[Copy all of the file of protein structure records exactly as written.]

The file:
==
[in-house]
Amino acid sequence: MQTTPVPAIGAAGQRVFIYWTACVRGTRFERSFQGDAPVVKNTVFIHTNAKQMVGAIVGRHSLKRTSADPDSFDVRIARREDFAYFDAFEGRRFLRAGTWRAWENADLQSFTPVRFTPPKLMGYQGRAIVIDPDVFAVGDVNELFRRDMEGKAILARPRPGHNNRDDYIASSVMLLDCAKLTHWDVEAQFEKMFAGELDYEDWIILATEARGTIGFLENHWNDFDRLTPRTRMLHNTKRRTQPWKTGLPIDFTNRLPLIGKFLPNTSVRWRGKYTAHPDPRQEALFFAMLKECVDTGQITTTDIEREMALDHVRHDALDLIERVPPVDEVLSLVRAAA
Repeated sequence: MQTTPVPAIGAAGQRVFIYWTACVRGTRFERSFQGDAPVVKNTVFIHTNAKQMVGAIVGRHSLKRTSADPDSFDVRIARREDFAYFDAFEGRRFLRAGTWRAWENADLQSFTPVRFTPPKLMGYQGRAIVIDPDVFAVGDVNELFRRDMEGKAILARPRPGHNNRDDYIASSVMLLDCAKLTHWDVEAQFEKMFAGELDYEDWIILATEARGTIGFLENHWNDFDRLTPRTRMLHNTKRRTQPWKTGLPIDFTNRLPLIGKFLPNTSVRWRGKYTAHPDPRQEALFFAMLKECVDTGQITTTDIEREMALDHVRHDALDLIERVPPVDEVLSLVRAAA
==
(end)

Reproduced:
[in-house]
Amino acid sequence: MQTTPVPAIGAAGQRVFIYWTACVRGTRFERSFQGDAPVVKNTVFIHTNAKQMVGAIVGRHSLKRTSADPDSFDVRIARREDFAYFDAFEGRRFLRAGTWRAWENADLQSFTPVRFTPPKLMGYQGRAIVIDPDVFAVGDVNELFRRDMEGKAILARPRPGHNNRDDYIASSVMLLDCAKLTHWDVEAQFEKMFAGELDYEDWIILATEARGTIGFLENHWNDFDRLTPRTRMLHNTKRRTQPWKTGLPIDFTNRLPLIGKFLPNTSVRWRGKYTAHPDPRQEALFFAMLKECVDTGQITTTDIEREMALDHVRHDALDLIERVPPVDEVLSLVRAAA
Repeated sequence: MQTTPVPAIGAAGQRVFIYWTACVRGTRFERSFQGDAPVVKNTVFIHTNAKQMVGAIVGRHSLKRTSADPDSFDVRIARREDFAYFDAFEGRRFLRAGTWRAWENADLQSFTPVRFTPPKLMGYQGRAIVIDPDVFAVGDVNELFRRDMEGKAILARPRPGHNNRDDYIASSVMLLDCAKLTHWDVEAQFEKMFAGELDYEDWIILATEARGTIGFLENHWNDFDRLTPRTRMLHNTKRRTQPWKTGLPIDFTNRLPLIGKFLPNTSVRWRGKYTAHPDPRQEALFFAMLKECVDTGQITTTDIEREMALDHVRHDALDLIERVPPVDEVLSLVRAAA